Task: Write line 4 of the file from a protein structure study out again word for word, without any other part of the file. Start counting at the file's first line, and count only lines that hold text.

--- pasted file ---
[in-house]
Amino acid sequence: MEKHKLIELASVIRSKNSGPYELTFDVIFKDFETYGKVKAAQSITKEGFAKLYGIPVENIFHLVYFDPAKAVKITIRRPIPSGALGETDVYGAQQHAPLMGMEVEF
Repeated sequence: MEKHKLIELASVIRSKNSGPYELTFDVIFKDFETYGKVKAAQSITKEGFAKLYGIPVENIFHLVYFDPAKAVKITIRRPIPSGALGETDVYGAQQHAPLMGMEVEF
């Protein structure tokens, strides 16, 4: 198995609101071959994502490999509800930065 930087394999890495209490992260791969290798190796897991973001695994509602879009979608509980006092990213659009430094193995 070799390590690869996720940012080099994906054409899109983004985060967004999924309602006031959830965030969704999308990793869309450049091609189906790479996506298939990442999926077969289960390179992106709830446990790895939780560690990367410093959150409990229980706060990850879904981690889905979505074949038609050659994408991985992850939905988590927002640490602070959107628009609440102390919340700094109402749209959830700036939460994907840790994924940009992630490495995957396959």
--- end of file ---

């Protein structure tokens, strides 16, 4: 198995609101071959994502490999509800930065 930087394999890495209490992260791969290798190796897991973001695994509602879009979608509980006092990213659009430094193995 070799390590690869996720940012080099994906054409899109983004985060967004999924309602006031959830965030969704999308990793869309450049091609189906790479996506298939990442999926077969289960390179992106709830446990790895939780560690990367410093959150409990229980706060990850879904981690889905979505074949038609050659994408991985992850939905988590927002640490602070959107628009609440102390919340700094109402749209959830700036939460994907840790994924940009992630490495995957396959």